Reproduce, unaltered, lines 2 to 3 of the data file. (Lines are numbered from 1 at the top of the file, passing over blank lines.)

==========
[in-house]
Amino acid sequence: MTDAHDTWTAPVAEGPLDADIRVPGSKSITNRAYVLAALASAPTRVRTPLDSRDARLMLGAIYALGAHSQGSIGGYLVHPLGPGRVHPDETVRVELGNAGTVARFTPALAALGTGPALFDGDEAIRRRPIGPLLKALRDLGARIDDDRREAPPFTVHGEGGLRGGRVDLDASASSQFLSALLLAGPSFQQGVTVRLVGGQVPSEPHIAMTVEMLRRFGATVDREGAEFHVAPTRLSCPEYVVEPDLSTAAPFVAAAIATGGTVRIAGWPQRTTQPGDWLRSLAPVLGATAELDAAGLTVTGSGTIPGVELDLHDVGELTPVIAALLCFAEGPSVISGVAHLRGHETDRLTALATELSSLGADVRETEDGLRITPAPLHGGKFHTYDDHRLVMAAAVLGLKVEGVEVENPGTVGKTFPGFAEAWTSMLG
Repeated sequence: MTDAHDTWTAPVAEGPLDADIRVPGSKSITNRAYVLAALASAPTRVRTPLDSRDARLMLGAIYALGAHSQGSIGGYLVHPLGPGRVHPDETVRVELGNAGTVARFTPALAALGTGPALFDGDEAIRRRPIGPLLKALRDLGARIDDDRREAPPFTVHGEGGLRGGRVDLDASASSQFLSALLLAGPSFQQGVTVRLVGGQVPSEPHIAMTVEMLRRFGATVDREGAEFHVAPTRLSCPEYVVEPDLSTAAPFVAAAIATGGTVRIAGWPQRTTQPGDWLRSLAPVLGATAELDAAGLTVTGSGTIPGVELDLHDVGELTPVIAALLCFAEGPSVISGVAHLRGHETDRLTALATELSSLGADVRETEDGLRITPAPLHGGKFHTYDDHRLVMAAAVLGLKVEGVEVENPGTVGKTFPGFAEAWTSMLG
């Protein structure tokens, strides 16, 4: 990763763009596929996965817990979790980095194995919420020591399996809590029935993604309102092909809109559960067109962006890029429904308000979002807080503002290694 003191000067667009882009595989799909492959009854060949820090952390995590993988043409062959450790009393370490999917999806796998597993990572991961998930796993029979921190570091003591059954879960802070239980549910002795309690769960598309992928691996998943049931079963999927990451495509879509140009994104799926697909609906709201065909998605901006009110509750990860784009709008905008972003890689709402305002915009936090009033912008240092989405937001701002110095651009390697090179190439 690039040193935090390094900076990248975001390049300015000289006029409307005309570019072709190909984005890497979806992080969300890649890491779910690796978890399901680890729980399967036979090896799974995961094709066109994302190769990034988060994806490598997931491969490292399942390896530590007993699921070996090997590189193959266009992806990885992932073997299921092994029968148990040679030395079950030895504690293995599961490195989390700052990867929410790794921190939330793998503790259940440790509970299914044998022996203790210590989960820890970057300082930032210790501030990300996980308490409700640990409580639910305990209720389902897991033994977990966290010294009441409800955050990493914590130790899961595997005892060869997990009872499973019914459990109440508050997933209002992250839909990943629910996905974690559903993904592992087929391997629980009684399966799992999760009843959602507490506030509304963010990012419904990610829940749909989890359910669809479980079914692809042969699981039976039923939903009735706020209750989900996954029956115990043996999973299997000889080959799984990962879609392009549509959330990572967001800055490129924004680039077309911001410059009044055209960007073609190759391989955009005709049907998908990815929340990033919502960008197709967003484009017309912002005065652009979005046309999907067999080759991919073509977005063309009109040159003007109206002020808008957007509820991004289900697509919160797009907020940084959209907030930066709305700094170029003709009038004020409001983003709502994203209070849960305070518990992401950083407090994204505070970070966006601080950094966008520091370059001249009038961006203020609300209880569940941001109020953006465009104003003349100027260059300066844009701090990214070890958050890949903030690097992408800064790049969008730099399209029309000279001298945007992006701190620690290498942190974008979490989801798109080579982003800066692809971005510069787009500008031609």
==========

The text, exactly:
Amino acid sequence: MTDAHDTWTAPVAEGPLDADIRVPGSKSITNRAYVLAALASAPTRVRTPLDSRDARLMLGAIYALGAHSQGSIGGYLVHPLGPGRVHPDETVRVELGNAGTVARFTPALAALGTGPALFDGDEAIRRRPIGPLLKALRDLGARIDDDRREAPPFTVHGEGGLRGGRVDLDASASSQFLSALLLAGPSFQQGVTVRLVGGQVPSEPHIAMTVEMLRRFGATVDREGAEFHVAPTRLSCPEYVVEPDLSTAAPFVAAAIATGGTVRIAGWPQRTTQPGDWLRSLAPVLGATAELDAAGLTVTGSGTIPGVELDLHDVGELTPVIAALLCFAEGPSVISGVAHLRGHETDRLTALATELSSLGADVRETEDGLRITPAPLHGGKFHTYDDHRLVMAAAVLGLKVEGVEVENPGTVGKTFPGFAEAWTSMLG
Repeated sequence: MTDAHDTWTAPVAEGPLDADIRVPGSKSITNRAYVLAALASAPTRVRTPLDSRDARLMLGAIYALGAHSQGSIGGYLVHPLGPGRVHPDETVRVELGNAGTVARFTPALAALGTGPALFDGDEAIRRRPIGPLLKALRDLGARIDDDRREAPPFTVHGEGGLRGGRVDLDASASSQFLSALLLAGPSFQQGVTVRLVGGQVPSEPHIAMTVEMLRRFGATVDREGAEFHVAPTRLSCPEYVVEPDLSTAAPFVAAAIATGGTVRIAGWPQRTTQPGDWLRSLAPVLGATAELDAAGLTVTGSGTIPGVELDLHDVGELTPVIAALLCFAEGPSVISGVAHLRGHETDRLTALATELSSLGADVRETEDGLRITPAPLHGGKFHTYDDHRLVMAAAVLGLKVEGVEVENPGTVGKTFPGFAEAWTSMLG